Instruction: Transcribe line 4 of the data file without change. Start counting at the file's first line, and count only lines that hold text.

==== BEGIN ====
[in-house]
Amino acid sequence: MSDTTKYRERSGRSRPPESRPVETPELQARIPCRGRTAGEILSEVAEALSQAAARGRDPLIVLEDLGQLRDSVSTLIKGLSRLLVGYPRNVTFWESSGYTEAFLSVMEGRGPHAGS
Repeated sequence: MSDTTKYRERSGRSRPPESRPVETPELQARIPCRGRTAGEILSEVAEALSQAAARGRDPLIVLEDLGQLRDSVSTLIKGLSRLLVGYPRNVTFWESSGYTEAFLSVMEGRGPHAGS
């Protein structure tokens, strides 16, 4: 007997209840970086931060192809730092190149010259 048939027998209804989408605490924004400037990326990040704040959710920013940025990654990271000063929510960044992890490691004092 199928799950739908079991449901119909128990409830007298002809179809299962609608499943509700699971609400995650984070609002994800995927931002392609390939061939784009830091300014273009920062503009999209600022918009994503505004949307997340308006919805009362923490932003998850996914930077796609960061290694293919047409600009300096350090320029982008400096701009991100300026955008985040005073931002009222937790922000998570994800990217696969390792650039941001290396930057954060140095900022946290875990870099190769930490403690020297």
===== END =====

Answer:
């Protein structure tokens, strides 16, 4: 007997209840970086931060192809730092190149010259 048939027998209804989408605490924004400037990326990040704040959710920013940025990654990271000063929510960044992890490691004092 199928799950739908079991449901119909128990409830007298002809179809299962609608499943509700699971609400995650984070609002994800995927931002392609390939061939784009830091300014273009920062503009999209600022918009994503505004949307997340308006919805009362923490932003998850996914930077796609960061290694293919047409600009300096350090320029982008400096701009991100300026955008985040005073931002009222937790922000998570994800990217696969390792650039941001290396930057954060140095900022946290875990870099190769930490403690020297």